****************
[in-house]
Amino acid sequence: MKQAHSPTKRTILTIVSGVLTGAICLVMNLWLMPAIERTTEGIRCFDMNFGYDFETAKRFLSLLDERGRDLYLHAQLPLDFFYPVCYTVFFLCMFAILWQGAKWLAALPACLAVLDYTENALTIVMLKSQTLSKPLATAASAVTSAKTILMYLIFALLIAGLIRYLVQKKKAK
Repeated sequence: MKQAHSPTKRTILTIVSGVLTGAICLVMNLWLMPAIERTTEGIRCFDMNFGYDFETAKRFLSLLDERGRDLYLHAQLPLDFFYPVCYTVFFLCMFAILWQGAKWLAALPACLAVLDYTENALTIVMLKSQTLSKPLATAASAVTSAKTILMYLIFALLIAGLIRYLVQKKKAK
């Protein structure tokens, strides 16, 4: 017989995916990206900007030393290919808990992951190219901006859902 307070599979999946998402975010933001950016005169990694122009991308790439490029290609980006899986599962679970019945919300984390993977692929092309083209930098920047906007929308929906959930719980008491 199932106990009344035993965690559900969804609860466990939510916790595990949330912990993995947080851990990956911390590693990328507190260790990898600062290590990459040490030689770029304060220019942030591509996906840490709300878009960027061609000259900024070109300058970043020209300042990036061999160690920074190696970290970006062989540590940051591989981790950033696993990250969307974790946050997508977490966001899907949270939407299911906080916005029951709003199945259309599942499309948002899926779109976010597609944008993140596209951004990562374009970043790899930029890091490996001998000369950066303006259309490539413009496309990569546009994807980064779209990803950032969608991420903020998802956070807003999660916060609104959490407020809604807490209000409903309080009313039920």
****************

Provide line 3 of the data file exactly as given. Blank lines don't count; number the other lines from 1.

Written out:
Repeated sequence: MKQAHSPTKRTILTIVSGVLTGAICLVMNLWLMPAIERTTEGIRCFDMNFGYDFETAKRFLSLLDERGRDLYLHAQLPLDFFYPVCYTVFFLCMFAILWQGAKWLAALPACLAVLDYTENALTIVMLKSQTLSKPLATAASAVTSAKTILMYLIFALLIAGLIRYLVQKKKAK